Air suspension is standard, with Merc engineers reworking the front axle design in an effort to reduce tyre noise and vibrations. As a result, the ride is plush and cosseting, with impressive body control. Damping is well sorted, with the GLS regaining composure quickly following large bumps.
This is not to the detriment of dynamic ability either, with the GLS able to be hustled at a speed that defies its imposing physical stature. Describing it as agile would be a stretch, particularly on tighter mountain roads, but on medium to large radius bends the GLS has confident turn in, and planted mid-corner grip. In sport mode the car becomes more composed dynamically, without becoming overly stiff.
Mercedes’ crazy E-Active Body Control system is available if you want to ratchet comfort levels up further, for an eye watering $13,000, but how much are you willing to pay to essentially eliminate speed bumps from existence?
The cabin is hushed at cruising speeds, with impressive refinement keeping noise intrusion from wind and road at a minimum.
The dimensional nip and tuck hasn’t been in vain, with the GLS offering supreme space inside for both animate and inanimate cargo. Second row seats can slide fore and aft, with up to 87mm of leg room offered, which is extremely generous.
Mercedes claims people up to 6ft4 can feel comfortable in the third row of seating. While we didn’t wedge someone that large into the space, your 6ft1 writer clambered in and out with relative ease, and didn’t feel cramped in the space, comparing it to many mid-size SUV second row seats.
If you want to understand the lengths Mercedes has gone to expand the GLS, even the sunroof is 50 percent larger than the previous generation.
Boot space is, frankly, vast. With all three rows of seating raised there’s 355 litres of luggage space, growing to 890 litres with just two rows being used. These are increases of 60 and 210 litres respectively compared to the previous generation GLS. With both second and third row seats folded flat, the GLS offers 2400 litres of luggage space, with 2.2 metres of useable length.
A switch is easily accessible at the boot which lowers the rear of the car, and each seat can be electronically raised or lowered individually. The spare wheel in the boot can be accessed even with all three rows of seats being used.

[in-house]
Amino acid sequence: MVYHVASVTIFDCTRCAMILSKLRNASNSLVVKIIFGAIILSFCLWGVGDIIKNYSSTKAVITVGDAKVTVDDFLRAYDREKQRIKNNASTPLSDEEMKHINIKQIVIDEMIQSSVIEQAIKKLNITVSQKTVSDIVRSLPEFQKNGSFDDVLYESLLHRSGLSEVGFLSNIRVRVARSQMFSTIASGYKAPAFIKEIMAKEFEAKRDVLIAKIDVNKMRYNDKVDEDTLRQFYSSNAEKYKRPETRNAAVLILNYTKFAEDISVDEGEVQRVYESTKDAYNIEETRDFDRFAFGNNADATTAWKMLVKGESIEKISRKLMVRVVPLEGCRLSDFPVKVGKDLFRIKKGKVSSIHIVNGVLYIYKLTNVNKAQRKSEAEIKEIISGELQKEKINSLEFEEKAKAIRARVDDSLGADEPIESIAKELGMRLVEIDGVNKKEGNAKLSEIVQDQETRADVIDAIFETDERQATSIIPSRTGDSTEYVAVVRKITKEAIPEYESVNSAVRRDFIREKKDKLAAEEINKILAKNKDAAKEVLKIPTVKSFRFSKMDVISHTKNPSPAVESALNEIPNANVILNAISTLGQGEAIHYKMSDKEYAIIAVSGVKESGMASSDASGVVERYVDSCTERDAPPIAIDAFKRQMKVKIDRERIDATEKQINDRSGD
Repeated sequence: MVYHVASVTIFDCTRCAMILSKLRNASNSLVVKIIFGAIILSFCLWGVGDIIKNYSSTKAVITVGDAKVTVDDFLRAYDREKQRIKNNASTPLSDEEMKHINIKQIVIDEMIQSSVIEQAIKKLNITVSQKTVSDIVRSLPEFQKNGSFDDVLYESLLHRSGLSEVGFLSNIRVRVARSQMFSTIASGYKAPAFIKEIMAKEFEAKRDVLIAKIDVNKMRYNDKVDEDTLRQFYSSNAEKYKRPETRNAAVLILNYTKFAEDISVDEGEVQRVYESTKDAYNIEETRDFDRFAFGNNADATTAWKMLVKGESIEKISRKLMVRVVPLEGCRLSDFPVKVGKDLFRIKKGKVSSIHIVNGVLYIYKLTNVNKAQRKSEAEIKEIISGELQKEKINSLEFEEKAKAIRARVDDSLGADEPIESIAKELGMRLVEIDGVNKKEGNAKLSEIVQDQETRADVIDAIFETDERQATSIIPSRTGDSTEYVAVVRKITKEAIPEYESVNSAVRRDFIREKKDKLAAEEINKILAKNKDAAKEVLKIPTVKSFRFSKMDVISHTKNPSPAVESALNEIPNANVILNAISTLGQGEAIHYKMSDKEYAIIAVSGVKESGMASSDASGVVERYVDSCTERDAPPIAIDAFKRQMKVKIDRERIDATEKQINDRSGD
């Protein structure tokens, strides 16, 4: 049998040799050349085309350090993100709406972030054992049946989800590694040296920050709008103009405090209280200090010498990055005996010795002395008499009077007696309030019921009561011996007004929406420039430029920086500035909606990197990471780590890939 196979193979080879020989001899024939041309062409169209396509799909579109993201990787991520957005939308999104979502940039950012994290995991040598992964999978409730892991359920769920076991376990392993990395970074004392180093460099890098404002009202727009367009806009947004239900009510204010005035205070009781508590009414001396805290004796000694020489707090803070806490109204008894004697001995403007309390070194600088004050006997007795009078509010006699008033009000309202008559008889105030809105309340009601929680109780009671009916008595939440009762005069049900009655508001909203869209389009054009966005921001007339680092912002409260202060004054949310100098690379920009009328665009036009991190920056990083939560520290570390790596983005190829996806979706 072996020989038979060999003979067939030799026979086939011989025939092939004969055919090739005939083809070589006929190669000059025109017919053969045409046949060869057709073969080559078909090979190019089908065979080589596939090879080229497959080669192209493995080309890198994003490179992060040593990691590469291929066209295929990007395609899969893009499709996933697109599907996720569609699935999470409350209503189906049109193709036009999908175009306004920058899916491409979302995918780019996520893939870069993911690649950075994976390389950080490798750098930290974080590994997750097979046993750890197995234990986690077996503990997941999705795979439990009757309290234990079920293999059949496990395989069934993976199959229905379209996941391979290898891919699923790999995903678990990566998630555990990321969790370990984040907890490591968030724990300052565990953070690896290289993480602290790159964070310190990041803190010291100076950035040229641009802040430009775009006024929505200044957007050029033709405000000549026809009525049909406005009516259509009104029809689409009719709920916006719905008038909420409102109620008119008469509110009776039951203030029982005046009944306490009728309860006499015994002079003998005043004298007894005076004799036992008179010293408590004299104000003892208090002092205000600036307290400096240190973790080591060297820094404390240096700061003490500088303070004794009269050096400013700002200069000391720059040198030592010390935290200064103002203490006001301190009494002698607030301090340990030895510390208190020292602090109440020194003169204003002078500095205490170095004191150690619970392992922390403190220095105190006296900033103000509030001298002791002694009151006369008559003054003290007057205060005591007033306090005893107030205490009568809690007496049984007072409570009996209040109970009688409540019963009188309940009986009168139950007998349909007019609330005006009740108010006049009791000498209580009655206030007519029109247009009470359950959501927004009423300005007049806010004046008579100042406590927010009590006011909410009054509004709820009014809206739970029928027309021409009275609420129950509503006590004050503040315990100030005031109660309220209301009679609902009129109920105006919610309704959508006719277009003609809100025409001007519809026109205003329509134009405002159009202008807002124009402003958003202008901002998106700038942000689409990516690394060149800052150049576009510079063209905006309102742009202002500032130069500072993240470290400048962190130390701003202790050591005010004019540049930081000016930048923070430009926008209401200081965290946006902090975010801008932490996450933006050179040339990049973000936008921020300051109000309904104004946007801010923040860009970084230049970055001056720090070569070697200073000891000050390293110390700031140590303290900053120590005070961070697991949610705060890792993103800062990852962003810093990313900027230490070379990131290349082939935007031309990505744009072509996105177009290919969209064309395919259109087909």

Despite its almost six-metre length, the big Benz isn’t unwieldy, with an admirable 12.5-metre turning circle, and enough parking cameras and sensors to land a lunar module.
Heated and cooled seats, with hot stone massage function, are standard up front, while the powered seats now have increased adjustability. Six USB-C ports are offered to rear seat occupants, in addition to the four cupholders and two bottle holders. Child seat top tether attachments are available for second and third row seats; while five-zone climate control is standard with no shortage of air vents offered in each row.
The driver is treated to a massive head-up display that feels like something ripped straight from a science-fiction fighter jet. All the information you could desire is offered up, without having to take your eyes off the road. If you do lower your gaze, information is displayed on the dual 12.3-inch displays which turn the central touchschreen and driver instruments into one continuous panel. These are powered by Mercedes’ MBUX system, which includes Apple CarPlay and Android Auto as standard.
Stuttgart’s entire safety suite is offered as standard, while augmented reality sat-nav is part of an $800 option. This system, which is relatively new to Australia, is best suited to situations where you are driving in unfamiliar territory.